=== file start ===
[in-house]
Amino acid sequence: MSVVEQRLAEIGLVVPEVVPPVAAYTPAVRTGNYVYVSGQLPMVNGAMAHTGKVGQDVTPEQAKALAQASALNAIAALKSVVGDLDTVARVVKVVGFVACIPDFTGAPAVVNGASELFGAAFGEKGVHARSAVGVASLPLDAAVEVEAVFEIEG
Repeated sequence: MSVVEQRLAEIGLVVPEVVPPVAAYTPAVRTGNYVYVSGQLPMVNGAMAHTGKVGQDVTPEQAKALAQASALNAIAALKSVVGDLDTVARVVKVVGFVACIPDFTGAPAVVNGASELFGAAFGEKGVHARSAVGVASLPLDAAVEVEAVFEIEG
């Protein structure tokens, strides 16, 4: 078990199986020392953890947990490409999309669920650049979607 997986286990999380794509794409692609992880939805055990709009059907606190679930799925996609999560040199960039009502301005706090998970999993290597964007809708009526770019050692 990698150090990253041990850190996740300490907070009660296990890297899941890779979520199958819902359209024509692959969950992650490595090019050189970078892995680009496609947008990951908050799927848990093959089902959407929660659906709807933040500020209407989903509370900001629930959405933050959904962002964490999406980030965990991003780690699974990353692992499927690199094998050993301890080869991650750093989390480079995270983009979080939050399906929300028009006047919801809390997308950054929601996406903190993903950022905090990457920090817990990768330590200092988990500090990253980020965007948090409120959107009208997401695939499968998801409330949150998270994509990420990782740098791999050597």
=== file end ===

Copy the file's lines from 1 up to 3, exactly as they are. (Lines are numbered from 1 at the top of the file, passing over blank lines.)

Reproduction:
[in-house]
Amino acid sequence: MSVVEQRLAEIGLVVPEVVPPVAAYTPAVRTGNYVYVSGQLPMVNGAMAHTGKVGQDVTPEQAKALAQASALNAIAALKSVVGDLDTVARVVKVVGFVACIPDFTGAPAVVNGASELFGAAFGEKGVHARSAVGVASLPLDAAVEVEAVFEIEG
Repeated sequence: MSVVEQRLAEIGLVVPEVVPPVAAYTPAVRTGNYVYVSGQLPMVNGAMAHTGKVGQDVTPEQAKALAQASALNAIAALKSVVGDLDTVARVVKVVGFVACIPDFTGAPAVVNGASELFGAAFGEKGVHARSAVGVASLPLDAAVEVEAVFEIEG